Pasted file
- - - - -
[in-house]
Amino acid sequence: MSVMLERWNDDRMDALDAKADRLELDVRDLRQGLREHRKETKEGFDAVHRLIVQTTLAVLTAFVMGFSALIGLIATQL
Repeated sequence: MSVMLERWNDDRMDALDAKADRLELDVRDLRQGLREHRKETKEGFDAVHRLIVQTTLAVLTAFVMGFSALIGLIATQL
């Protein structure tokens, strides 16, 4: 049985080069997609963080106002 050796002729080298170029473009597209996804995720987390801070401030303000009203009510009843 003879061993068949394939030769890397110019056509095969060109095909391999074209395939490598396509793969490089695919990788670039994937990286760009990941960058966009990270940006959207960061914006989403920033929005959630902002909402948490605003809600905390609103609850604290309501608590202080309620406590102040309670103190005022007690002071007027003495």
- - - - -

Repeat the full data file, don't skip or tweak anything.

[in-house]
Amino acid sequence: MSVMLERWNDDRMDALDAKADRLELDVRDLRQGLREHRKETKEGFDAVHRLIVQTTLAVLTAFVMGFSALIGLIATQL
Repeated sequence: MSVMLERWNDDRMDALDAKADRLELDVRDLRQGLREHRKETKEGFDAVHRLIVQTTLAVLTAFVMGFSALIGLIATQL
């Protein structure tokens, strides 16, 4: 049985080069997609963080106002 050796002729080298170029473009597209996804995720987390801070401030303000009203009510009843 003879061993068949394939030769890397110019056509095969060109095909391999074209395939490598396509793969490089695919990788670039994937990286760009990941960058966009990270940006959207960061914006989403920033929005959630902002909402948490605003809600905390609103609850604290309501608590202080309620406590102040309670103190005022007690002071007027003495």